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Modelling adenoid cystic carcinoma in a mouse

Modelling the (6:9) translocation and MYB-NFIB gene fusion using the Crispr/Cas9 technology: implications for adenoid cystic carcinoma

Adenoid Cystic Carcinoma, also known as ACC, is a rare tumour of the salivary glands that can also originate in the breast, sinonasal tract, bronchoalveolar tree and other exocrine glands. In spite ACC is a slow growing tumour, it is relentless and most of the patients with metastatic disease do not survive after 10 years. This is also due to the fact that ACC responds very poorly to chemotherapy, radiotherapy and other treatments.

A major breakthrough in ACC research has been the identification of a molecular aberration in tumours in which two genes encoding the transcription factors MYB and NFIB are fused, forming a chimeric product. This new product, called MYB-NFIB, is thought to be the primary cause of the disease. Finding drugs specifically inhibiting this molecule could thus hold the promise for a more effective and personalised therapeutic approach for this cancer. However, the creation of a faithful cellular and animal model of the fusion is an essential prerequisite for the development of specific drugs targeting the oncogene.

Using a new technology called DNA editing we have been able to demonstrate that it is possible to modify the genome of mouse cells to induce the formation of a MYB-NFIB fusion gene that is identical to the corresponding human lesion observed in ACCs. We propose to complete and extend this pilot study by inducing the formation of the MYB-NFIB fusion gene in cells and tissues relevant to ACC to assess whether this causes tumourigenesis in living mice.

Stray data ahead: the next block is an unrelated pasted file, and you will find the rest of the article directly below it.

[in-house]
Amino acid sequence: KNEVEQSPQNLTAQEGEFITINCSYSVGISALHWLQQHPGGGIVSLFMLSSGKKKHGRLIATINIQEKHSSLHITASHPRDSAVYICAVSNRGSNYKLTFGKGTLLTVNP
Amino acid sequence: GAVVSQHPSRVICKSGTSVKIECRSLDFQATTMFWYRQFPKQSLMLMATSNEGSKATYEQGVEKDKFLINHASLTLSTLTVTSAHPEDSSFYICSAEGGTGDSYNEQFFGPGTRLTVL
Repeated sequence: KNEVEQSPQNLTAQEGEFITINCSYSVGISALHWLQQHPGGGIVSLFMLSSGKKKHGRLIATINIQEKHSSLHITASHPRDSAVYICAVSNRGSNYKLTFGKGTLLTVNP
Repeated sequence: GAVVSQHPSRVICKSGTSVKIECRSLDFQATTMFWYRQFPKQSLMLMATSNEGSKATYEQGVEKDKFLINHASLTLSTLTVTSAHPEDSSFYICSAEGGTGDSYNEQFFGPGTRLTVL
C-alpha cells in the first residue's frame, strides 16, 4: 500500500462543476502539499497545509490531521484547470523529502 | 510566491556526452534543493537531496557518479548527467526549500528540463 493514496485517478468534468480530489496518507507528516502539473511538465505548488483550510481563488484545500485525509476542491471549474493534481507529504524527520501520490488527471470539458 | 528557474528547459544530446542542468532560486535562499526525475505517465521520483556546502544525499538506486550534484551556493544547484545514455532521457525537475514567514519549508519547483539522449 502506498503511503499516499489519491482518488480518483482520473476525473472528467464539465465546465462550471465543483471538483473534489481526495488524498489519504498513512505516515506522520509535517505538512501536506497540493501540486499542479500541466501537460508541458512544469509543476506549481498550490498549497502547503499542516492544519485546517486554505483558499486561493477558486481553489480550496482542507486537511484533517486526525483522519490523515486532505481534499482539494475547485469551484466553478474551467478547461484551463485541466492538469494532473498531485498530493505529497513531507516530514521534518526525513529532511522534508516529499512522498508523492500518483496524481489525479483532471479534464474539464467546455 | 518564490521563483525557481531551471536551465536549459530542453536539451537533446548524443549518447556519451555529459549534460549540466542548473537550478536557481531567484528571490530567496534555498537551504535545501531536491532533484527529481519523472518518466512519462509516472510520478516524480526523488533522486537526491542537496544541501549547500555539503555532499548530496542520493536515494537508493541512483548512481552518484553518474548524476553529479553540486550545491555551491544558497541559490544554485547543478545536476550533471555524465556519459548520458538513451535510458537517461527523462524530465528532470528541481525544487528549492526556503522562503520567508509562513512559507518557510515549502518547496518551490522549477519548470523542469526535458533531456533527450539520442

Given the great similarity of the mouse and human systems the in vitro and in vivo models developed in this study will be invaluable for the understanding of the molecular causes of the disease and the validation of new drugs.

Meet the Principal Investigator(s) for the project

Professor Arturo Sala
Professor Arturo Sala - Trained in Biochemistry and Cellular Biology at the University of Rome and the Italian National Institute of Health, I completed a PhD in Biochemistry at the University of Rome “La Sapienza” on the topic of DNA and RNA methylation in relation to muscle cell differentiation.  After a short postdoctoral training in the National Institute of Health in Rome, I won an international post-doctoral fellowship from the Italian Association for Cancer Research (AIRC) and moved to the Kimmel Cancer Institute, Thomas Jefferson University Philadelphia. Working in the laboratory of Prof. Bruno Calabretta, I was the first to characterize the transcription factor and oncoprotein B-MYB and establish its relationship with key tumour suppressor genes, such as p53 and retinoblastoma family members.  In 2001 I was recruited by the UCL Institute of Child Health as Senior Lecturer and later promoted to Reader. In UCL I continued to pursue the study of oncogenic transcription factors in the context of neuroblastoma, a childhood tumour affecting the peripheral nervous system. I was appointed Professor of Translational Cancer Research and Deputy Director of the Brunel Institute of Cancer Genetics and Pharmacogenomics in September 2011. In 2016 I joined the Synthetic Biology Theme in the Institute of Environment, Health and Societes. 

Related Research Group(s)

human body

Inflammation Research and Translational Medicine - Driving scientific innovation and discovery for diagnosis, treatment, and management of cardiovascular disease, inflammatory and immune disorders, microbial resistance, and cancer.


Genome Engineering and Maintenance - Diverse research network focused on molecular, cellular, organismal and computational aspects of genome biology.

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Project last modified 21/11/2023